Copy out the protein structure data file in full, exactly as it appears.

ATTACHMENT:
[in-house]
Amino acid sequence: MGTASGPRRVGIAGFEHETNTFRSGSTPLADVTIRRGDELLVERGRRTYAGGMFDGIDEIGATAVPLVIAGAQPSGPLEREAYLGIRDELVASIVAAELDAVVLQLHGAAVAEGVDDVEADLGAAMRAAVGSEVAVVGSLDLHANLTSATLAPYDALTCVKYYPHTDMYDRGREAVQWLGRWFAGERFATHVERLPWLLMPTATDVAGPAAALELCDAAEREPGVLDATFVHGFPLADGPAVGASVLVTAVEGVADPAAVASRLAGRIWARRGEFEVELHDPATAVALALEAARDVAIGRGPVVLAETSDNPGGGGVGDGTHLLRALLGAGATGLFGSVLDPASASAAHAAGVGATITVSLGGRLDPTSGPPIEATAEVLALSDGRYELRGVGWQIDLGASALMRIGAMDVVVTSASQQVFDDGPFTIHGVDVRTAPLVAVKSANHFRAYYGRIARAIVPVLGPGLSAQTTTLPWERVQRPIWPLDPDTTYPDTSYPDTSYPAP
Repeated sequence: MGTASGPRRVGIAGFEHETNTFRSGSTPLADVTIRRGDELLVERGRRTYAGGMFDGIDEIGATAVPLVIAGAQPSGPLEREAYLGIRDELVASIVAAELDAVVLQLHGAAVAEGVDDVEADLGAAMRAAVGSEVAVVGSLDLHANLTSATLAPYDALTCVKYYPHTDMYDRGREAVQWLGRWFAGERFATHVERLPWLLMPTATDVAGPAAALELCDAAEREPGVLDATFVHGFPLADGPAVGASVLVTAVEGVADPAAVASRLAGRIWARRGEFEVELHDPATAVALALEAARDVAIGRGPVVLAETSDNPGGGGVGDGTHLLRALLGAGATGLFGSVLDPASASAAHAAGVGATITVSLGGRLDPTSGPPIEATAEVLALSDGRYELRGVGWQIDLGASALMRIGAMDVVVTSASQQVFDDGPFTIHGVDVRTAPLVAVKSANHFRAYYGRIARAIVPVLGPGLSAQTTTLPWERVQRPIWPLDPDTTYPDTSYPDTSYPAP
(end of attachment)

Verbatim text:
[in-house]
Amino acid sequence: MGTASGPRRVGIAGFEHETNTFRSGSTPLADVTIRRGDELLVERGRRTYAGGMFDGIDEIGATAVPLVIAGAQPSGPLEREAYLGIRDELVASIVAAELDAVVLQLHGAAVAEGVDDVEADLGAAMRAAVGSEVAVVGSLDLHANLTSATLAPYDALTCVKYYPHTDMYDRGREAVQWLGRWFAGERFATHVERLPWLLMPTATDVAGPAAALELCDAAEREPGVLDATFVHGFPLADGPAVGASVLVTAVEGVADPAAVASRLAGRIWARRGEFEVELHDPATAVALALEAARDVAIGRGPVVLAETSDNPGGGGVGDGTHLLRALLGAGATGLFGSVLDPASASAAHAAGVGATITVSLGGRLDPTSGPPIEATAEVLALSDGRYELRGVGWQIDLGASALMRIGAMDVVVTSASQQVFDDGPFTIHGVDVRTAPLVAVKSANHFRAYYGRIARAIVPVLGPGLSAQTTTLPWERVQRPIWPLDPDTTYPDTSYPDTSYPAP
Repeated sequence: MGTASGPRRVGIAGFEHETNTFRSGSTPLADVTIRRGDELLVERGRRTYAGGMFDGIDEIGATAVPLVIAGAQPSGPLEREAYLGIRDELVASIVAAELDAVVLQLHGAAVAEGVDDVEADLGAAMRAAVGSEVAVVGSLDLHANLTSATLAPYDALTCVKYYPHTDMYDRGREAVQWLGRWFAGERFATHVERLPWLLMPTATDVAGPAAALELCDAAEREPGVLDATFVHGFPLADGPAVGASVLVTAVEGVADPAAVASRLAGRIWARRGEFEVELHDPATAVALALEAARDVAIGRGPVVLAETSDNPGGGGVGDGTHLLRALLGAGATGLFGSVLDPASASAAHAAGVGATITVSLGGRLDPTSGPPIEATAEVLALSDGRYELRGVGWQIDLGASALMRIGAMDVVVTSASQQVFDDGPFTIHGVDVRTAPLVAVKSANHFRAYYGRIARAIVPVLGPGLSAQTTTLPWERVQRPIWPLDPDTTYPDTSYPDTSYPAP